Caustic gouging (CG) is an underdeposit corrosion (UDC) mechanism that has begun to increase in frequency in recent years at some fossil plant boilers and at combined cycle plants with heat recovery steam generators (HRSGs). Caustic gouging occurs in the presence of heavy tube deposits and sodium hydroxide that concentrates at the tube surface.
Caustic gouging requires a buildup of internal deposits along with a concentration of contaminant. The contaminant in this case is sodium hydroxide. Damage begins with the transfer and deposition of corrosion products in the boiler. Thermal-hydraulic conditions increase the concentration of caustic in the deposits. This concentrated caustic dissolves the protective magnetite layer, which leads to the formation of sodium iron oxides (sodium ferroate and sodium ferroite). The corrosion rate increases and final failure occurs when the reduced tube wall thickness can no longer support the internal pressure.
- ID surface of hot side of tubes
- Highest heat flux areas
- Near flow disruptors: joints, bends, protruding welds, etc.
- Waterside mechanism
- Pinhole leak or thin-edged failure
- Gouging on ID surface
- Thick adherent deposits within gouge
- Needle shaped deposits within gouge (Crystals of sodium ferroate or sodium ferroite)
- Sodium detected at base of gouge
- No microstructural changes
Root Causes of Caustic Gouging
Caustic Gouging occurs where high levels of deposits are present and where caustic is present due to the addition of sodium hydroxide or to contaminant ingress containing the sodium ion. Poor feedwater treatment often results in high corrosion product levels. Deposits are most often the result of corrosion or flow-accelerated corrosion in the condensate/feedwater system in conventional plants or in the low pressure part of the HRSG followed by the transport of copper and/or iron into the waterwalls of conventional boilers or into the HP evaporator circuit in HRSGs. Deposition can also be influenced by disruptions in flow in the boiler waterwall tubing or in HRSG evaporator tubing, or it may be promoted by flame impingement and burner misalignment. Ineffective chemical cleaning or incomplete flushing may allow deposits to remain and concentrate. Chemical cleanings which are warranted based on deposit loading are often delayed. Process return streams from offsite steam systems may be another source of both corrosion products and sodium. Excess sodium hydroxide can accumulate when using caustic treatment (>2ppm), phosphate treatment, or with all-volatile treatment when caustic is introduced during startup or during an acidic contamination event to control pH. Other potential sources of sodium include upsets from the makeup water treatment plant or condensate polishers, or sodium hydroxide from the regeneration process. The online chemistry instrumentation must be adequate to identify excessive levels of hydroxide in the boiler/evaporator water and alert operations personnel to the high levels.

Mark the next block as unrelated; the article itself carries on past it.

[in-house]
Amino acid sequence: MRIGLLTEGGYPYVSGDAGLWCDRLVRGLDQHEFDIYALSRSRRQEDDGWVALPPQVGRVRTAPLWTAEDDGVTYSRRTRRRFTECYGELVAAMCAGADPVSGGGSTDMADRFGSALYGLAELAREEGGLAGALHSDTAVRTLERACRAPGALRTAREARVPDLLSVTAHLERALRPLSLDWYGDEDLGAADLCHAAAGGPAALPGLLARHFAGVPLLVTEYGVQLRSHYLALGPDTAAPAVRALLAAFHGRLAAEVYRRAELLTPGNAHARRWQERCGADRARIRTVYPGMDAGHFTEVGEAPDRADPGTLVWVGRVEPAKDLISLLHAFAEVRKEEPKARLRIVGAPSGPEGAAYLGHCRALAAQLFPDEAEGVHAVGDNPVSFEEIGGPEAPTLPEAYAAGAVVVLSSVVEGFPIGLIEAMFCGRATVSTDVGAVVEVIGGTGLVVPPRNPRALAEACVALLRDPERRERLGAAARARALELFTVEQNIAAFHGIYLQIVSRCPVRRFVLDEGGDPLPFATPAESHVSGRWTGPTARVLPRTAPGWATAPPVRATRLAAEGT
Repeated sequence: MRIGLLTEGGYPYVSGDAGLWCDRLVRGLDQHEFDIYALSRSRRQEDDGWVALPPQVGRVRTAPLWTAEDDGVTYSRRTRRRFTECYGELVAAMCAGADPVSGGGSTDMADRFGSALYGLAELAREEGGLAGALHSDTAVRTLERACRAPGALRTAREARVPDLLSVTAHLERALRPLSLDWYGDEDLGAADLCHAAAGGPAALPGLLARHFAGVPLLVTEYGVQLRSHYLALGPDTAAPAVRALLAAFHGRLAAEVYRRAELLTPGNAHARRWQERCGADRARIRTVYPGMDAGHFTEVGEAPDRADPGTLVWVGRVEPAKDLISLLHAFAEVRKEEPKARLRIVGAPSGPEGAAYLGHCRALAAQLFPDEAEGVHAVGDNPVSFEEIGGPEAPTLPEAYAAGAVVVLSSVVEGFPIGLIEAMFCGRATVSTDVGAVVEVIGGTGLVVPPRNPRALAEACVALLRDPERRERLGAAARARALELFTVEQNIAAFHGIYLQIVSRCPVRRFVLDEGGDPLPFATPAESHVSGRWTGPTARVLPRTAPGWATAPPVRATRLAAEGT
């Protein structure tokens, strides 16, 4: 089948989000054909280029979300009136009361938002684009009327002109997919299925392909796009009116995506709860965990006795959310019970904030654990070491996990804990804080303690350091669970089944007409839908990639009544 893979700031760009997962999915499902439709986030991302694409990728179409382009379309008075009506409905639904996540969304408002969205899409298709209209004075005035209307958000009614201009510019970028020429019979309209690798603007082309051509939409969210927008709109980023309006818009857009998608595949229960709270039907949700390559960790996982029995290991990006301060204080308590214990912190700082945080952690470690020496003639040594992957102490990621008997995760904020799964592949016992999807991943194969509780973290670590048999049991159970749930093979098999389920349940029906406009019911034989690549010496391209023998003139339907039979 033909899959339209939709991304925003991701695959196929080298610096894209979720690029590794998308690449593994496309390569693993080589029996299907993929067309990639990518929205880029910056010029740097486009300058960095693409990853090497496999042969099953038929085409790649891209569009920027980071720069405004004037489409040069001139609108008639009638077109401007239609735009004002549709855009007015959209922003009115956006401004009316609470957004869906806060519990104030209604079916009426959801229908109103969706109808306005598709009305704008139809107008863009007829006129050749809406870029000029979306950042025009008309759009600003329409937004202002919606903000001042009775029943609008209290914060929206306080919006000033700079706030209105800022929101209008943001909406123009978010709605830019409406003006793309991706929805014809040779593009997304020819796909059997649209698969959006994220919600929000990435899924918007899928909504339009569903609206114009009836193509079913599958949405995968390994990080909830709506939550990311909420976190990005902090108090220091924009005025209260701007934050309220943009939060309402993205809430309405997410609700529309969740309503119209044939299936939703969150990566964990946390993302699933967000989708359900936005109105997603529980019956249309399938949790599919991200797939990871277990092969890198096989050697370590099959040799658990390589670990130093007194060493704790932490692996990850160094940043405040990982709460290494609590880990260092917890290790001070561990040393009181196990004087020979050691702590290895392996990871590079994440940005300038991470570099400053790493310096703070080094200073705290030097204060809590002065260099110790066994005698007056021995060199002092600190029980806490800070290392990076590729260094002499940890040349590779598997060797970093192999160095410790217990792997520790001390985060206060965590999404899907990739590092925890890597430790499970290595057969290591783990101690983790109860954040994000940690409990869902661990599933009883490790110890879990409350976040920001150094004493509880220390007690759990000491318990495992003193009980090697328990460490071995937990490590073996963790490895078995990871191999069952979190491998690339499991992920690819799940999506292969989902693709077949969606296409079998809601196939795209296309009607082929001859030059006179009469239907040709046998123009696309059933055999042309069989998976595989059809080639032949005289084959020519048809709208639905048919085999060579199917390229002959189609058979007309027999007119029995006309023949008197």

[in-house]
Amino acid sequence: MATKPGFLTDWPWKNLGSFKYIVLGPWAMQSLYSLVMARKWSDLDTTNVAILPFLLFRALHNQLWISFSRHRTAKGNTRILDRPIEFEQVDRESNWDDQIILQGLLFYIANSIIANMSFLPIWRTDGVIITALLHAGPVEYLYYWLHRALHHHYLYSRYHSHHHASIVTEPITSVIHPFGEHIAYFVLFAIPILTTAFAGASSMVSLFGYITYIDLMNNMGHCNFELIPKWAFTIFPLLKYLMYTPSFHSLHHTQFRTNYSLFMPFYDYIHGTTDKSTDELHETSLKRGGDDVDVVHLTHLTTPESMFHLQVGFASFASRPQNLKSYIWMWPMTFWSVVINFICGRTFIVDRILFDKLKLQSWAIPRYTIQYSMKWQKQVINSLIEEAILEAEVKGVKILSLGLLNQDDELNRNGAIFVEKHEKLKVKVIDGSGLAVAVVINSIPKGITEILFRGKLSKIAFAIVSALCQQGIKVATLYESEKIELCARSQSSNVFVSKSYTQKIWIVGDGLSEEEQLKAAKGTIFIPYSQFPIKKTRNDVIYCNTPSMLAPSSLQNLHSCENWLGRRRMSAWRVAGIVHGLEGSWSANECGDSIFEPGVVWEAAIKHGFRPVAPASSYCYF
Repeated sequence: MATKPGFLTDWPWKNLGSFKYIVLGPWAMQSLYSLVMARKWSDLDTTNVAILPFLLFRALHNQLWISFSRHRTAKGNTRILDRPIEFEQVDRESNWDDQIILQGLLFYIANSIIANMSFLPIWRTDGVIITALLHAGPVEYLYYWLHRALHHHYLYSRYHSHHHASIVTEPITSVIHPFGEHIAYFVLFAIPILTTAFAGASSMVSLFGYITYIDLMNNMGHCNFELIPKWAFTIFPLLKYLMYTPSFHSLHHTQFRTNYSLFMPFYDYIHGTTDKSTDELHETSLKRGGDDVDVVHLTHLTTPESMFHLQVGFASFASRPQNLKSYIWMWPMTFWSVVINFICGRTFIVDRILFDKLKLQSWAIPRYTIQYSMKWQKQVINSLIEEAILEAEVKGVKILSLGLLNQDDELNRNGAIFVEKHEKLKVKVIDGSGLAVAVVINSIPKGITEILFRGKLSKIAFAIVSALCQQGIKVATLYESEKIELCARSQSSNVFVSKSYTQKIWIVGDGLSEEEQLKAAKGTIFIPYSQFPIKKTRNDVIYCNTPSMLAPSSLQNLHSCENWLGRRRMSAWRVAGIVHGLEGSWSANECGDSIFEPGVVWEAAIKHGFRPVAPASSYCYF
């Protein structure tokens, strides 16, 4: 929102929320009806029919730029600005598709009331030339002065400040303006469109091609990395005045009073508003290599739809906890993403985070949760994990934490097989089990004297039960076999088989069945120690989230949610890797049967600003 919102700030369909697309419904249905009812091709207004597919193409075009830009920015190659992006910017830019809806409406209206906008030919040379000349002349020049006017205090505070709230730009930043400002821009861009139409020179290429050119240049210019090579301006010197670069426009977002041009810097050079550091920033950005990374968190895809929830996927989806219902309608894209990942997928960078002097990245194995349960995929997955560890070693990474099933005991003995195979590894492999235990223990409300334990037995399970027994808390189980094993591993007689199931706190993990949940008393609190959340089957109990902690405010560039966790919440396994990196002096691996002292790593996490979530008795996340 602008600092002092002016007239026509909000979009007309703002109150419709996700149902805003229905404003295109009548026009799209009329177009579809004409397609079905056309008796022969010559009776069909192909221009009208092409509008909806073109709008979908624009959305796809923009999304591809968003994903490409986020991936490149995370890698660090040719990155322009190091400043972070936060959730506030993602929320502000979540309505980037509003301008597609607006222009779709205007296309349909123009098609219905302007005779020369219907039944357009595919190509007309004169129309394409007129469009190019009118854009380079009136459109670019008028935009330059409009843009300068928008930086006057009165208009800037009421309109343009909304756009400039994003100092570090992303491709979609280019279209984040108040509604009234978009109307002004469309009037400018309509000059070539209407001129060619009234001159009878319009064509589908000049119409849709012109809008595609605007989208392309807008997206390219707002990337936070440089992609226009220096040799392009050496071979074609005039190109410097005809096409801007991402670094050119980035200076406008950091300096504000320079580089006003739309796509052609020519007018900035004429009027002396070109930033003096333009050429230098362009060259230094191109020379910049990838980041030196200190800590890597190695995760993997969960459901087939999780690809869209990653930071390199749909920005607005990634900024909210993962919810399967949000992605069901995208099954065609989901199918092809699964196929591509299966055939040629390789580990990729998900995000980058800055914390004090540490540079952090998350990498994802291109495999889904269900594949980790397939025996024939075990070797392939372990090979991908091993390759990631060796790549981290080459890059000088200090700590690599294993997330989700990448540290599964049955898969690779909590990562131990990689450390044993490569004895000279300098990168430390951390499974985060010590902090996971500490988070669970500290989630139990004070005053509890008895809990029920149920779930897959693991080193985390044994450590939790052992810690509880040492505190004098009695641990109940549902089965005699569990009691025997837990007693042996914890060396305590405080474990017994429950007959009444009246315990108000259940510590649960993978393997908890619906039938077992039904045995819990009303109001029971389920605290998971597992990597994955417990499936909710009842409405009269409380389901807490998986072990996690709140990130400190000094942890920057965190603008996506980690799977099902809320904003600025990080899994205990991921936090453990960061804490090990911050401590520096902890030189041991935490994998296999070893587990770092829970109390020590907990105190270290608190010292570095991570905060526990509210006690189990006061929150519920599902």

Widespread caustic gouging can be detected using ultrasonic techniques to identify areas with heavy wall loss. Failed tubes should be metallographically analyzed to confirm the failure mechanism. After the mechanism is confirmed, the root cause of the damage should be identified. The plant cycle chemistry should be reviewed and optimized to prevent future damage.
Damaged tubes can be replaced after they have been located. Pad welding should not be used to repair damaged tubes, as excessive penetration of the weld can lead to flow disruptions and reinitiate the damage. Chemical cleaning is recommended to remove heavy deposits.
SI Services for Caustic Gouging in Conventional Fossil and Combined Cycle Plants
- NDE/inspection services to define the geography of damage using visual inspection for HRSGs and ultrasonic testing (UT) for conventional boilers.
- Provide recommendations for appropriate tube sampling locations for both conventional boilers and HRSGs. Conduct proactive assessments of deposits in tubes.
- Mechanism identification through metallurgical analysis of affected tubing, to include a determination of the morphology of the internal indigenous oxide and deposits. Identification of sodium iron oxides within the deposits and the absence of the protective magnetite layer are key indicators of caustic gouging damage.
- Plant cycle chemistry program review and FAC assessment and benchmarking, typically completed during a one day site visit. Assess plant practices with respect to the number of repeat situations that can increase the likelihood of caustic gouging. Provide a suggested action plan to address deficiencies in the chemistry program and repeat situations to include monitoring of feedwater corrosion products and instrumentation to adequately monitor chemistry around the cycle. Provide suggestions on the proper water treatment program for the boiler walls and HRSG evaporators (HP/IP).
- Provide guidance on the proper operation of caustic water treatment, including monitoring, chemical feed, instrumentation alarms, and out of specification response.
- Support the implementation, review and follow-up of the action plan and assess the results. Provide support and guidance to effectively clean the boiler or HP evaporator circuit to remove deposits.
- Provide advice and guidance on repair activities.